Background and Aims: Crohn's disease (CD) can be complicated by intestinal fibrosis. Pharmacological therapies against intestinal fibrosis are not available. The aim of this study was to determine whether pathways involved in collagen metabolism are upregulated in intestinal fibrosis, and to discuss which drugs might be suitable to inhibit excessive extracellular matrix formation targeting these pathways.
Methods: Human fibrotic and non-fibrotic terminal ileum was obtained from patients with CD undergoing ileocecal resection due to stenosis. Genes involved in collagen metabolism were analyzed using a microfluidic low-density TaqMan array. A literature search was performed to find potential anti-fibrotic drugs that target proteins/enzymes involved in collagen synthesis, its degradation and its recognition.
Results: mRNA expression of collagen type I (COL1A1, 0.76 ± 0.28 versus 37.82 ± 49.85, p = 0.02) and III (COL3A1, 2.01 ± 2.61 versus 68.65 ± 84.07, p = 0.02) was increased in fibrotic CD compared with non-fibrotic CD. mRNA expression of proteins involved in both intra- and extracellular post-translational modification of collagens (prolyl- and lysyl hydroxylases, lysyl oxidases, chaperones), collagen-degrading enzymes (MMPs and cathepsin-K), and collagen receptors were upregulated in the fibrosis-affected part. A literature search on the upregulated genes revealed several potential anti-fibrotic drugs.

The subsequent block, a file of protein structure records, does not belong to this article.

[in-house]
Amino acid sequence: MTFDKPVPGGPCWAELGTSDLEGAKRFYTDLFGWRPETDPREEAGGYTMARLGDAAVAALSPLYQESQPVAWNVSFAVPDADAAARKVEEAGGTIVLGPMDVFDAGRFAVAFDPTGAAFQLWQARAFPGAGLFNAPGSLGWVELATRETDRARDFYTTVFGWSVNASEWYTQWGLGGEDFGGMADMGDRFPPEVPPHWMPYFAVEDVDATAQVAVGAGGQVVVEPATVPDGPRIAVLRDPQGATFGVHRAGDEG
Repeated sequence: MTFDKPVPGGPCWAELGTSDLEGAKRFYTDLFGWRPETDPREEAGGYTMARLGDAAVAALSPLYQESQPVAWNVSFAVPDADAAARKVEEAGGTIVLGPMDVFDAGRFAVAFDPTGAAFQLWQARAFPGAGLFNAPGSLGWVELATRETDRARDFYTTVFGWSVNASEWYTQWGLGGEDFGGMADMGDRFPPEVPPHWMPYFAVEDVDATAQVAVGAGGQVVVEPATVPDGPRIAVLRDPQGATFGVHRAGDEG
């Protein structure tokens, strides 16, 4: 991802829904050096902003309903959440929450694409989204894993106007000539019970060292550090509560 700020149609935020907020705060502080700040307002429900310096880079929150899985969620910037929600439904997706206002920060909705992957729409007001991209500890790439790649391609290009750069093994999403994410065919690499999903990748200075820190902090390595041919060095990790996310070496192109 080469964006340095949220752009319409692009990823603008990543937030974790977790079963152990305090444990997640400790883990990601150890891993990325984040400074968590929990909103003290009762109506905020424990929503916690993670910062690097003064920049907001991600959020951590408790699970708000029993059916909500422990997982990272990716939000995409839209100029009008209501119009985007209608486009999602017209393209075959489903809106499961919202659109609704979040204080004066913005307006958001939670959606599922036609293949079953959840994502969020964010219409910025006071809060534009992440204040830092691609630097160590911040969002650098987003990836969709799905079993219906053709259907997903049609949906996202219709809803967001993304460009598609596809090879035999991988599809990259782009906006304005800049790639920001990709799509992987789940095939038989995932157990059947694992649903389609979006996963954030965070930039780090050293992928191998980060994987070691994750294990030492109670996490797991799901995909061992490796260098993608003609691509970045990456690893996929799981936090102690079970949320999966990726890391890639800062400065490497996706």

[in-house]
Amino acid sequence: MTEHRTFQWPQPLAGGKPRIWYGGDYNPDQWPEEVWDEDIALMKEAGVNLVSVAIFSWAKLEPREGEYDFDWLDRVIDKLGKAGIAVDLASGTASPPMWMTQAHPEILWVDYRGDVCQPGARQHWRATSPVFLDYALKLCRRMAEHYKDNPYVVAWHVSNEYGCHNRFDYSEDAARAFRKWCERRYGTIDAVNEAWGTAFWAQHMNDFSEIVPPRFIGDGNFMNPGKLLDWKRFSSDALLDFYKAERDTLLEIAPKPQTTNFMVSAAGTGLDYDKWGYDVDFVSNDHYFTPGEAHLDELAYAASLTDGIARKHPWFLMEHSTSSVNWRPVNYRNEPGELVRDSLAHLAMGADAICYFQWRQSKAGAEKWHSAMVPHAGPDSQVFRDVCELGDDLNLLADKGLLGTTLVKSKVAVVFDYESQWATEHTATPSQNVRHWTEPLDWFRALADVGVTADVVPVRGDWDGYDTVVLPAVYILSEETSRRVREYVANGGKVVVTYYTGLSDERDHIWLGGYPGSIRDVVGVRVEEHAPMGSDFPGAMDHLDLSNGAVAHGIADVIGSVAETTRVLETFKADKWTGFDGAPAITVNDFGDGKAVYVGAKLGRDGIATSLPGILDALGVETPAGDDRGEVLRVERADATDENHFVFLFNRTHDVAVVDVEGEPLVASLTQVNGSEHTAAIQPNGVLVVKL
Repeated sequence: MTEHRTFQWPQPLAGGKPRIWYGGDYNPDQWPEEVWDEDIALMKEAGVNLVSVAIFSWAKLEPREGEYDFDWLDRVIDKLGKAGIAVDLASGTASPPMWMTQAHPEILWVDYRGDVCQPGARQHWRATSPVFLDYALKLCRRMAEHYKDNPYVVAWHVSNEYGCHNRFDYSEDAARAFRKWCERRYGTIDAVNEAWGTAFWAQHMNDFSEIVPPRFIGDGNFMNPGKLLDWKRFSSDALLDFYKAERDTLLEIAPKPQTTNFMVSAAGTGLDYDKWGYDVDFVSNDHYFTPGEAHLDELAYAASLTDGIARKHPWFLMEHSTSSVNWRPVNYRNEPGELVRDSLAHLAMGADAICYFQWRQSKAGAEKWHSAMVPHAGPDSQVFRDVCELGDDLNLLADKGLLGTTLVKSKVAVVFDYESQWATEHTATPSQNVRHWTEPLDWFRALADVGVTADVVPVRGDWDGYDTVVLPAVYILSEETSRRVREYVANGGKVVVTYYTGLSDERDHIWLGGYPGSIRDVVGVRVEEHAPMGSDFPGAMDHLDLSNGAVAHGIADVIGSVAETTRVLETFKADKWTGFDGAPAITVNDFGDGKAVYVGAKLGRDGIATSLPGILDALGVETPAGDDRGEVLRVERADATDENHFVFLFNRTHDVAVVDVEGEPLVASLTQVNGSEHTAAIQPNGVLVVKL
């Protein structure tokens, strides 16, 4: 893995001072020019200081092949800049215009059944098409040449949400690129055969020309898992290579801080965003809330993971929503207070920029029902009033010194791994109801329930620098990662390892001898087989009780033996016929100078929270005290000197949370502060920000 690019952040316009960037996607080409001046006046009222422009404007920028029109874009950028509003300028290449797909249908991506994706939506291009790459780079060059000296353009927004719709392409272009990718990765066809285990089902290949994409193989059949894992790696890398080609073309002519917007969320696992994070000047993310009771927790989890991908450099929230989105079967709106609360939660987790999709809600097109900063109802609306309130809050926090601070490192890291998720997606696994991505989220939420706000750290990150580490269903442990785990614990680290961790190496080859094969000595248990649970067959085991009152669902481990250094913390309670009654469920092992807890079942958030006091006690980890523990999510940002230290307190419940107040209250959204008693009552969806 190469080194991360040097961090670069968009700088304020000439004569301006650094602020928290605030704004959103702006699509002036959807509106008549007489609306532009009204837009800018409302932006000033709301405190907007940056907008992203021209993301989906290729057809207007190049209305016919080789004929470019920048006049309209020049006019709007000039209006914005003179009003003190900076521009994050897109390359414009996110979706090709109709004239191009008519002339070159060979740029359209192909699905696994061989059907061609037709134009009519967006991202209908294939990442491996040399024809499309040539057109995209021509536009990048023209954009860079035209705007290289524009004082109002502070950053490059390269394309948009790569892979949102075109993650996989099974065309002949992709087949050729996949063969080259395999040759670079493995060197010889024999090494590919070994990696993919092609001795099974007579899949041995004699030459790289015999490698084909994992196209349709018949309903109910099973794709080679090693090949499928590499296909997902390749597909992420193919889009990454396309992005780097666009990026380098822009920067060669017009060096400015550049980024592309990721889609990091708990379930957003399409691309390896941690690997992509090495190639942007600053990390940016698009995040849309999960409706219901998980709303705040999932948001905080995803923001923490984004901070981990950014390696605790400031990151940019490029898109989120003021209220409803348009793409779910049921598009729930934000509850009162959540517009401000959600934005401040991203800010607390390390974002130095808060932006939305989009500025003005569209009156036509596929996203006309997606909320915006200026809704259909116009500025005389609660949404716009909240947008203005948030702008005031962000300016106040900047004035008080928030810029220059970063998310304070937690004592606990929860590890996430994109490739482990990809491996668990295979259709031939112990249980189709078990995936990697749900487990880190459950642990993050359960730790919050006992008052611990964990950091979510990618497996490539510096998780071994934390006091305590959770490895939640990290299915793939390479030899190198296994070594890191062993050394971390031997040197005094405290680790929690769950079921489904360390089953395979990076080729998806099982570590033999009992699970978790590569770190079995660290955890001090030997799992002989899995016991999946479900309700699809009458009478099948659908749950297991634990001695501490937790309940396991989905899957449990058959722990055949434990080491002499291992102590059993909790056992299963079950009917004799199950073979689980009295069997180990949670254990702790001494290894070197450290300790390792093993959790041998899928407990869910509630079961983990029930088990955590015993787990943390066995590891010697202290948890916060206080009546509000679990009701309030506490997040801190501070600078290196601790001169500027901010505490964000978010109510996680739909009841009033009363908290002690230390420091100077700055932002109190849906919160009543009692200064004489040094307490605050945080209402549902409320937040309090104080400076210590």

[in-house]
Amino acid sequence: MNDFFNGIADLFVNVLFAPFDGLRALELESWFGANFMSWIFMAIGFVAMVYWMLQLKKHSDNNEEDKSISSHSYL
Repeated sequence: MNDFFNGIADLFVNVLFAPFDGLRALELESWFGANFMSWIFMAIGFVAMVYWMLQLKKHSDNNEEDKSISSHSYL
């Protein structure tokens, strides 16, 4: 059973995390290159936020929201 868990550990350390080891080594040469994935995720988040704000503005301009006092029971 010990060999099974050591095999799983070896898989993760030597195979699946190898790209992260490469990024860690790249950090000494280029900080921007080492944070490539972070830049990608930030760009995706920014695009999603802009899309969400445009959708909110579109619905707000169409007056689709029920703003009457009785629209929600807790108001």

Conclusion: Expression of genes involved in collagen metabolism in intestinal fibrosis affected terminal ileum of patients with CD reveals a plethora of drug targets. Inhibition of post-translational modification and altering collagen metabolism might attenuate fibrosis formation in the intestine in CD. Which compound has the highest potential depends on a combination anti-fibrotic efficacy and safety, especially since some of the enzymes play key roles in the physiology of collagen.